• Like many other papers, the Newark Star-Ledger recently cut half of its newsroom staff. The paper has since announced that they are doubling their internship program, hiring up to 20 interns for one-year positions, paid but without benefits. From the NPPA’s coverage, there’s something strange going on here: “Some journalism professionals might see it as ironic that the Star-Ledger’s owners are comfortable with inexperienced interns as reporters and copy editors, while at the same time advertising for experienced advertising sales people for jobs that include full medical coverage and a pension, a 401K, and salaries with earnings in six figures.”
  • Tina Brown opines in her Daily Beast column about the layoffs hitting newsrooms and wonders why the “feckless bureaucrats who are running the place” (and who likely made many of the business decisions that got us here today) aren’t getting pink slips.
  • The Tribune company, which owns the Chicago Tribune and the Los Angeles Times, has begun the early stages of bankruptcy proceedings. There’s coverage all over the place, but the Guardian has some good perspective I hadn’t seen elsewhere, including the weird nugget about the Chicago Tribune’s spelling policy from 1934 to 1955 when it was published by a man referred to as the Colonel who thought “frate” and “altho” and “burocratic” worked better in the paper.
  • The multi-pulitzer-winning, and beautiful-photo-running, Rocky Mountain News is up for sale and will be closed if a buyer isn’t found by mid-January. Current and former staffers have started a website, IwantmyRocky.com, as a community focal point for the effort to save the paper. The CEO of the paper’s owner has said that closure isn’t the only option for the paper, but that as early as Nov. 19, the E. W. Scripps Co., had plans to close the Rocky “as soon as practical”. There are vague reports of a “handful” of potential buyers for the paper.
  • The New York Times has mortgaged its new building in order to borrow $225 million dollars and ease cashflow problems in 2009. The New York Times Company expects one of its “most challenging years” next year. Gawker mentions the horrible timing of the New York Times: its old building tripled in value between when it was sold in 2004 and when the new building was ready to use in 2007.
  • Associated Press writers and photographers have staged a 3-day byline strike to protest the company’s proposals during contract negotiations. Striking staffers have also stopped using personal equipment (cell phones and cars, for instance) during the strike. The Associated Press is a non-profit owned by a coalition of 1500 newspapers. A number of newspaper companies, including the Tribune Company, have announced plans to drop their AP contracts. A group of Ohio newspapers intend to create a statewide news-sharing agreement because they feel the AP’s new fees and reduced coverage of local issues don’t take into account newspapers’ current financial hardships. Interestingly, many newspapers are going up against a conflict of interest with this because their owners are often represented on the AP’s board of directors.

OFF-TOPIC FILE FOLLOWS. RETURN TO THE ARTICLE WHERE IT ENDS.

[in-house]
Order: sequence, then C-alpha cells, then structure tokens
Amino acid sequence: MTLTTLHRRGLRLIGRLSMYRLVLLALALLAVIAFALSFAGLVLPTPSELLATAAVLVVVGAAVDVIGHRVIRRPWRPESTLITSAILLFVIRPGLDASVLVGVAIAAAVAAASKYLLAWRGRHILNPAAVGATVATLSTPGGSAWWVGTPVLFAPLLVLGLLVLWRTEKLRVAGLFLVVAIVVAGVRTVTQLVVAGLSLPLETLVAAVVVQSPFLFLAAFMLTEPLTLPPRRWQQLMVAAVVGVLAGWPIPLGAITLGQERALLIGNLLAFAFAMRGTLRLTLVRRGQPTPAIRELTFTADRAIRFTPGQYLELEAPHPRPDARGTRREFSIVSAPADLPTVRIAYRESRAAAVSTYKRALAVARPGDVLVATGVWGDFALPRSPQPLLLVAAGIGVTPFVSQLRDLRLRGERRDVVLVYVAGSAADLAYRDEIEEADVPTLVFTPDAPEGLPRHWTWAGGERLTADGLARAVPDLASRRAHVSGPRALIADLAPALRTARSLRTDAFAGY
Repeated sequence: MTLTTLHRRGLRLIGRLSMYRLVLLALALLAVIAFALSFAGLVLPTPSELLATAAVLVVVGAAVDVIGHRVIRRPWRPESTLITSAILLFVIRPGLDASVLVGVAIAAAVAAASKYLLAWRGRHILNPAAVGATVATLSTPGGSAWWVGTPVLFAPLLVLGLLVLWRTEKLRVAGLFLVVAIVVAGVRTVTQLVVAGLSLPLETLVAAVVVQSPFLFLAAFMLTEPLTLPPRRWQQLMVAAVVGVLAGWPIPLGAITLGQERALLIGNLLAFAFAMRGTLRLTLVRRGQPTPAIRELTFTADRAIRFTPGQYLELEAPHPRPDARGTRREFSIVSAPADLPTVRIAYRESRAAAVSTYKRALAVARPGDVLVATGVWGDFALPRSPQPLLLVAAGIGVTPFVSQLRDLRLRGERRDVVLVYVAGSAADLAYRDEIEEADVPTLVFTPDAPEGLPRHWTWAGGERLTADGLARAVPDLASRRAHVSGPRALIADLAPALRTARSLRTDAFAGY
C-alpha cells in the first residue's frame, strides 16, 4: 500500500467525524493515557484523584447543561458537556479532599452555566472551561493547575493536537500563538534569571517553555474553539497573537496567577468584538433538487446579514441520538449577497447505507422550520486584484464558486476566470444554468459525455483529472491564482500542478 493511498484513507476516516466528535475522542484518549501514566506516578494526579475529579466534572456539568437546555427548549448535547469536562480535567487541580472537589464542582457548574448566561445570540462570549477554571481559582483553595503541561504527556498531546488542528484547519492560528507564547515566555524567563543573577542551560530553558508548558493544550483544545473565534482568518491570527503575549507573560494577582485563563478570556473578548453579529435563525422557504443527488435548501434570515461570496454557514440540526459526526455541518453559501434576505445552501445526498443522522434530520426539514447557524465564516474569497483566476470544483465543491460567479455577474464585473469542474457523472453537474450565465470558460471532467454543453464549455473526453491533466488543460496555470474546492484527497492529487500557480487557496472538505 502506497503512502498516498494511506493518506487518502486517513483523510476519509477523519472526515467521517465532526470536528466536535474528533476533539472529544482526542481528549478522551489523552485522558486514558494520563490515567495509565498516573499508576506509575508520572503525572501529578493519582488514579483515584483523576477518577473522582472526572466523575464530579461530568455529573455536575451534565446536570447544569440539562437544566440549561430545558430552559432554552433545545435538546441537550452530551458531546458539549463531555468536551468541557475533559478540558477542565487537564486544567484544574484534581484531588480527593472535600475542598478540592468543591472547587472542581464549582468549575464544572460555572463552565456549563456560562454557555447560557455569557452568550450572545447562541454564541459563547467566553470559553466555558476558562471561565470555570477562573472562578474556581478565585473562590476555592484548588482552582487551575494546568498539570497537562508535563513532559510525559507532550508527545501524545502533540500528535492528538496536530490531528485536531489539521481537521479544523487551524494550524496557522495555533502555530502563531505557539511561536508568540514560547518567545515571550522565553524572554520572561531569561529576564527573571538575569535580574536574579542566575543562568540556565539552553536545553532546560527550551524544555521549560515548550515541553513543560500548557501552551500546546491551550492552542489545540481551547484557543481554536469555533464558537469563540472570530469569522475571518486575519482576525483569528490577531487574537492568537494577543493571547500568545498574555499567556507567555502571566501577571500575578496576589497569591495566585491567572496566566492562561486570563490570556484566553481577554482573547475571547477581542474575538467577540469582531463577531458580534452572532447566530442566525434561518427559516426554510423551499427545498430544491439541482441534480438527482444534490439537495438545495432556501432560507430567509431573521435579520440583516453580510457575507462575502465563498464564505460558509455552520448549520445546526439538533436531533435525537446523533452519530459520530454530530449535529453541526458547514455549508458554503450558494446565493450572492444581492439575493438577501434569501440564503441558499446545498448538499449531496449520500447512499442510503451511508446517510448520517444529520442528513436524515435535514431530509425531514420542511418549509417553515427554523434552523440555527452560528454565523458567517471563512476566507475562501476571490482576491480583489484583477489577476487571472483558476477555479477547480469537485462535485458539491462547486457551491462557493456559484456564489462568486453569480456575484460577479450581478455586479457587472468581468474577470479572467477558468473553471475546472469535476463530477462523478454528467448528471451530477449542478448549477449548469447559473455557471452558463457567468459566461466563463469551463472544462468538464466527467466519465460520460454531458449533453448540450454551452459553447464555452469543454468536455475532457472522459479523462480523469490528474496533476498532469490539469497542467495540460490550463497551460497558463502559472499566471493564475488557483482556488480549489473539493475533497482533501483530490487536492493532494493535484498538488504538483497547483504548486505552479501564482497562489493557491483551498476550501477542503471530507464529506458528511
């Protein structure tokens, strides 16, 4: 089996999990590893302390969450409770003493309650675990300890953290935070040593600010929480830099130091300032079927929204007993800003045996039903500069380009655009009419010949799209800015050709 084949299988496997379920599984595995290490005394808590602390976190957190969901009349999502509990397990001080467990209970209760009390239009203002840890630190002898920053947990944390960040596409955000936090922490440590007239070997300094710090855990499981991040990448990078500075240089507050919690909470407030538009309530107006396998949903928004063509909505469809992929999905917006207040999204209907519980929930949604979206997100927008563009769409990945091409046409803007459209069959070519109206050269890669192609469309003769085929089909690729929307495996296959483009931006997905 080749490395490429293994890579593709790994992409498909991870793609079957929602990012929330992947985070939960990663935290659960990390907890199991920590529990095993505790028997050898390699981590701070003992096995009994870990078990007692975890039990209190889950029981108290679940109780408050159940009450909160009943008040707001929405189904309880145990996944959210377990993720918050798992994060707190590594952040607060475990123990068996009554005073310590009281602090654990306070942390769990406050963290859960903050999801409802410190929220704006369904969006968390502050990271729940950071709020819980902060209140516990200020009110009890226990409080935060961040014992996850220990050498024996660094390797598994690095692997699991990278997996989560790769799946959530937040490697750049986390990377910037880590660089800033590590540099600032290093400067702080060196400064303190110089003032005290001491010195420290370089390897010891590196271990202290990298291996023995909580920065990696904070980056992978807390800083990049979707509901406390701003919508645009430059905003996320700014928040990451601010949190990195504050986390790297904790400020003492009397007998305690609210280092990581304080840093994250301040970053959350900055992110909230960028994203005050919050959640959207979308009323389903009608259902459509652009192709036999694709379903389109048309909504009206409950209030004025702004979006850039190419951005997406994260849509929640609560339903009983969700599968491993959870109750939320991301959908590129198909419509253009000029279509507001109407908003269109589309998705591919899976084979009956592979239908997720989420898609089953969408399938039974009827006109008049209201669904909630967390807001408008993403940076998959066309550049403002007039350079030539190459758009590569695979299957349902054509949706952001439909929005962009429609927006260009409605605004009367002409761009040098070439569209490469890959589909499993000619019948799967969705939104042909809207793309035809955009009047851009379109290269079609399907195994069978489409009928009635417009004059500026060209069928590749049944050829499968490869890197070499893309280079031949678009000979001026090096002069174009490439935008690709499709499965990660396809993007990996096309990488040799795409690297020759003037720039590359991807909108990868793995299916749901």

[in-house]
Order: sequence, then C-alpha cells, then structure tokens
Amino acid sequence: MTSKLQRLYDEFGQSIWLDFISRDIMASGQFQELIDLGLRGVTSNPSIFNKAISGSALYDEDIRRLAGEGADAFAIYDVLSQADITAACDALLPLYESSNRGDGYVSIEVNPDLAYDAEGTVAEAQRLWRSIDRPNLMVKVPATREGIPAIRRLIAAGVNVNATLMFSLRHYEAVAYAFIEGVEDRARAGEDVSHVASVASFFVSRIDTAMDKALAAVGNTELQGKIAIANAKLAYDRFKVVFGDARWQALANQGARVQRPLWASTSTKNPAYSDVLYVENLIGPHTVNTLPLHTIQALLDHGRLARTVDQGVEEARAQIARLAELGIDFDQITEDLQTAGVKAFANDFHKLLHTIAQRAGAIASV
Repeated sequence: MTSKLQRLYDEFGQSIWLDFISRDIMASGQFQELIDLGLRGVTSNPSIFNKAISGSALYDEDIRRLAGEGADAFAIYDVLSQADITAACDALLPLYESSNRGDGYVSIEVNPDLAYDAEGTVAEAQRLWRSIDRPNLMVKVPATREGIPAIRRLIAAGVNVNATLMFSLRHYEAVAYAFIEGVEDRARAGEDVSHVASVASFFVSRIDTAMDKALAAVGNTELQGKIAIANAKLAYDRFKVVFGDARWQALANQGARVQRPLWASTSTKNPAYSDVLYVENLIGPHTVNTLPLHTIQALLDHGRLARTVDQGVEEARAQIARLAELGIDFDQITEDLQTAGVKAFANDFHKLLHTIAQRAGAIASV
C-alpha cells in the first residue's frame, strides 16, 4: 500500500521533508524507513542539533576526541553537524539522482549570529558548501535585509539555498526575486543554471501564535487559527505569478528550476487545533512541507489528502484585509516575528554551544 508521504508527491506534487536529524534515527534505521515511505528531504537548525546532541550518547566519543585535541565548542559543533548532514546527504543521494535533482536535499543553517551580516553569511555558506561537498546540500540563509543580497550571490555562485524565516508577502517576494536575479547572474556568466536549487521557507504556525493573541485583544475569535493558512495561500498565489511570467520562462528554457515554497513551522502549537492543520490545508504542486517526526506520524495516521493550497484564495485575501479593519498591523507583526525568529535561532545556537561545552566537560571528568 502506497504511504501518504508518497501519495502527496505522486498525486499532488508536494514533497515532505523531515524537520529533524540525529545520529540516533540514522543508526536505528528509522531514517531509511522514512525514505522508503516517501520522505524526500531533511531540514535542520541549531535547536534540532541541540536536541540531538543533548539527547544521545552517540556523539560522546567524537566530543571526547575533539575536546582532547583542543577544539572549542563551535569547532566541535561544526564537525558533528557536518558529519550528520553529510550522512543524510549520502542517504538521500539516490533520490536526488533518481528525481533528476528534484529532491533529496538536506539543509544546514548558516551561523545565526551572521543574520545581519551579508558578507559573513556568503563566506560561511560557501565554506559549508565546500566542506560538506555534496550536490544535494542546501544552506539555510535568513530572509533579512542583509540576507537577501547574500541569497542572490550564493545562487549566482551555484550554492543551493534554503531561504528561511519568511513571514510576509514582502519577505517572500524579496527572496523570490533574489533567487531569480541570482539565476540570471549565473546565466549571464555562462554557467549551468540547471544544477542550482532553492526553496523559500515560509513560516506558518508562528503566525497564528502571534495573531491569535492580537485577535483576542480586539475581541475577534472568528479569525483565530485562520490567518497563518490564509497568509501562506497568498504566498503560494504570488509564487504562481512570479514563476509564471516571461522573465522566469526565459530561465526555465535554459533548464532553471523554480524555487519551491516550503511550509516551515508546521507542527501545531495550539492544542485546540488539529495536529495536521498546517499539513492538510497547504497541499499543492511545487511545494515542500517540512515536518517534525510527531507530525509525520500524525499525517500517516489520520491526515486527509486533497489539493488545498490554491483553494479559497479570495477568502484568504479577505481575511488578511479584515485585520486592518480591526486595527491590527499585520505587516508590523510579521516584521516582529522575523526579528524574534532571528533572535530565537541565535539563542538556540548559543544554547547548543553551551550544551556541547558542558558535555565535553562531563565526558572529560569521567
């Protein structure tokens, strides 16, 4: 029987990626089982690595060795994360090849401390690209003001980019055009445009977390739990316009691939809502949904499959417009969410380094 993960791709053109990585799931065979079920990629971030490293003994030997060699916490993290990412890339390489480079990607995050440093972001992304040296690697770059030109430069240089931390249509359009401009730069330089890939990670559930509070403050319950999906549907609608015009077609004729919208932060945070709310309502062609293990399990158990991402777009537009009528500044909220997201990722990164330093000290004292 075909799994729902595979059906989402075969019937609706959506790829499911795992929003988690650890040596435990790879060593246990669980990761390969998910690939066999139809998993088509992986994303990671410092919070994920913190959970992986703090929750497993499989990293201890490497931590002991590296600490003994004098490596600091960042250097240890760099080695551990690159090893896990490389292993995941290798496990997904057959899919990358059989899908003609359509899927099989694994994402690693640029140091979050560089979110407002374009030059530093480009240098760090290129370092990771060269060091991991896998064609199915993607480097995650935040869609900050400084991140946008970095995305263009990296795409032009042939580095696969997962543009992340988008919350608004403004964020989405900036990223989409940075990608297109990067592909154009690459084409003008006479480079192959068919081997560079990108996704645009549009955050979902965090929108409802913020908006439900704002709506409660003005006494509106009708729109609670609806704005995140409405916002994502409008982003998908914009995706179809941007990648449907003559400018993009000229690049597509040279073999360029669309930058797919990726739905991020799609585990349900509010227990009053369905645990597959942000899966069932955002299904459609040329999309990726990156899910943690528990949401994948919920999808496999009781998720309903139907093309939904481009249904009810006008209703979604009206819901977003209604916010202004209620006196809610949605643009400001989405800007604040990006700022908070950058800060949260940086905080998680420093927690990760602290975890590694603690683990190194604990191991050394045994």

• The great film critic Roger Ebert sees the disappearance of newspaper film critics as a bellwether of the industry. He blames the cult of celebrity for bringing down the journalism business. I don’t know if I buy it, but his last line is great. “The news is still big. It’s the newspapers that got small.”
  • Oh man. That’s a lot of bad news. Go to Cute Overload for a while. And here are a few examples of why people feel newspapers are necessary.

    More on the emerging new journalism

    A couple of followup links to my last post about new developments in online journalism and dying newspapers.

  • This article from the Sept./Oct. Columbia Journalism Review discusses the movement toward nonprofit funding for investigative and international reporting.
  • The New York Times likens newspapers’ current style of layoffs to the now bankrupt Circuit City’s policy of laying off the most experiences employees in their stores. What set Circuit City apart from other electronics retailers was their knowledgeable staff. In an effort to cut costs, they laid off the most senior employees in favor of hiring new staff at lower wages. The race to total bankruptcy took Circuit City a little less than 2 years. (apropos to this, I just heard about a 50,000 circ. paper that laid off their entire photo and local business departments…yeesh!)
  • Colin M. Lenton’s take on the Philadelphia Inquirer and other papers trying to get him to subscribe. This is where I found the above NYT article, and he makes a lot of sense. The value of the AP to individual newspapers is almost nothing once readers are online. If they can read the same story in countless places, or somewhere convenient like Google News, why would readers go to any particular newspaper. By focusing instead on original content, both local and international, newspapers other than the NYT or Washington Post could become relevant again.
  • Online Journalism Review’s series The State of Local News which includes this article about the profitability of local independent news sites.
  • Jeff Jarvis’ thoughts on emerging models of news online and sustainable models for journalism.
  • Summaries of three 2006 forums hosted by MIT called “Will Newspapers Survive”: The Emergence of Citizens’ Media (the New Yorker talks about how all of the citizen journalism is underwhelming), News, Information and the Wealth of Networks,and Do Newspapers Matter?.
  • An article about ChiTownDailyNews and other nonprofit online journalism outlets and how difficult it is to meet their bottom line.
  • Journalism That Matters
  • (many links via Metafilter)